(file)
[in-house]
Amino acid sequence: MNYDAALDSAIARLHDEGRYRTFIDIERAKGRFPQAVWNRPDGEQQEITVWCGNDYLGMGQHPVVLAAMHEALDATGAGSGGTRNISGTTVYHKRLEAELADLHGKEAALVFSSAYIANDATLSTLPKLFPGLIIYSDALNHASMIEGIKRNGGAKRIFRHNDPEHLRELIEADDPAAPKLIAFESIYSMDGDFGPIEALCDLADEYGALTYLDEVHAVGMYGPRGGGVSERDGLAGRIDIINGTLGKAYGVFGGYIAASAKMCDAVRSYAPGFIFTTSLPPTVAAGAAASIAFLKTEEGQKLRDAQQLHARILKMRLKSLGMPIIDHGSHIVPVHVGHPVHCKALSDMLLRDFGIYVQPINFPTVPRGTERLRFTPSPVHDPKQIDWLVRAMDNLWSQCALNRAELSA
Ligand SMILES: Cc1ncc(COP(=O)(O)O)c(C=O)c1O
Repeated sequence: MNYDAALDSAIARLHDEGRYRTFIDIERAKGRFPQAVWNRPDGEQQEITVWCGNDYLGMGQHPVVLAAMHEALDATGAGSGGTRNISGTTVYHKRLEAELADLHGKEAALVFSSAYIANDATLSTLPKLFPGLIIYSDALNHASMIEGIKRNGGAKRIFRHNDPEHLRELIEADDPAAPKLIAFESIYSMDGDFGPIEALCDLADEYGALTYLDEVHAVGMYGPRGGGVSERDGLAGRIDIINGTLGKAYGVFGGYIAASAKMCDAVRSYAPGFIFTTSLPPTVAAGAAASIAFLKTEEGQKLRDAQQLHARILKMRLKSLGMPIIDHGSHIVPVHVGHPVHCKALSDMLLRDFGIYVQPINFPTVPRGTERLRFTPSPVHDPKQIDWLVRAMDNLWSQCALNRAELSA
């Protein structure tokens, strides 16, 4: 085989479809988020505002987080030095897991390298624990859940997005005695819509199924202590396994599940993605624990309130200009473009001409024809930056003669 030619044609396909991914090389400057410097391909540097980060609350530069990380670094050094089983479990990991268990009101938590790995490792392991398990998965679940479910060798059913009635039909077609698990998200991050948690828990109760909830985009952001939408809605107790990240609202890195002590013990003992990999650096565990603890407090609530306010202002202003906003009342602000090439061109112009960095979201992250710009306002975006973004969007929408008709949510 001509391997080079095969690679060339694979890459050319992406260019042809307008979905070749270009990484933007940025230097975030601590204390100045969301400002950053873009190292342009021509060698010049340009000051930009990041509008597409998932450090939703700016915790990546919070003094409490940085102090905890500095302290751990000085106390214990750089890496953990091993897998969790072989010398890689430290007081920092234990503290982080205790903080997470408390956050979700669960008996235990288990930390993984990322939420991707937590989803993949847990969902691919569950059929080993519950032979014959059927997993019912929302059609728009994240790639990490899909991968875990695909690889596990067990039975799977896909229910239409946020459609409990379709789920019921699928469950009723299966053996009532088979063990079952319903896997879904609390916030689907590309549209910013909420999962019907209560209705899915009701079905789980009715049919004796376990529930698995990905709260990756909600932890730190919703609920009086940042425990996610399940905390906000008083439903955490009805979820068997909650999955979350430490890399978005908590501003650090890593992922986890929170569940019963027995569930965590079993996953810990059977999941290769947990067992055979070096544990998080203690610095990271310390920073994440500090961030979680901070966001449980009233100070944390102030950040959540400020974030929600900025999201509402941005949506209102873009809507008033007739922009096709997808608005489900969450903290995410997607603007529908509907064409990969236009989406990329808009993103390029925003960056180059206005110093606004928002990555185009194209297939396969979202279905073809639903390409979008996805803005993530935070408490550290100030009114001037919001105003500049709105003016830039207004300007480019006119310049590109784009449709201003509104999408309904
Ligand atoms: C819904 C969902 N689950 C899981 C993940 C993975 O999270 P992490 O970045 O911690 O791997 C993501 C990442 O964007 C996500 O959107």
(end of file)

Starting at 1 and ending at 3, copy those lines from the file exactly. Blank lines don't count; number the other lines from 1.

[in-house]
Amino acid sequence: MNYDAALDSAIARLHDEGRYRTFIDIERAKGRFPQAVWNRPDGEQQEITVWCGNDYLGMGQHPVVLAAMHEALDATGAGSGGTRNISGTTVYHKRLEAELADLHGKEAALVFSSAYIANDATLSTLPKLFPGLIIYSDALNHASMIEGIKRNGGAKRIFRHNDPEHLRELIEADDPAAPKLIAFESIYSMDGDFGPIEALCDLADEYGALTYLDEVHAVGMYGPRGGGVSERDGLAGRIDIINGTLGKAYGVFGGYIAASAKMCDAVRSYAPGFIFTTSLPPTVAAGAAASIAFLKTEEGQKLRDAQQLHARILKMRLKSLGMPIIDHGSHIVPVHVGHPVHCKALSDMLLRDFGIYVQPINFPTVPRGTERLRFTPSPVHDPKQIDWLVRAMDNLWSQCALNRAELSA
Ligand SMILES: Cc1ncc(COP(=O)(O)O)c(C=O)c1O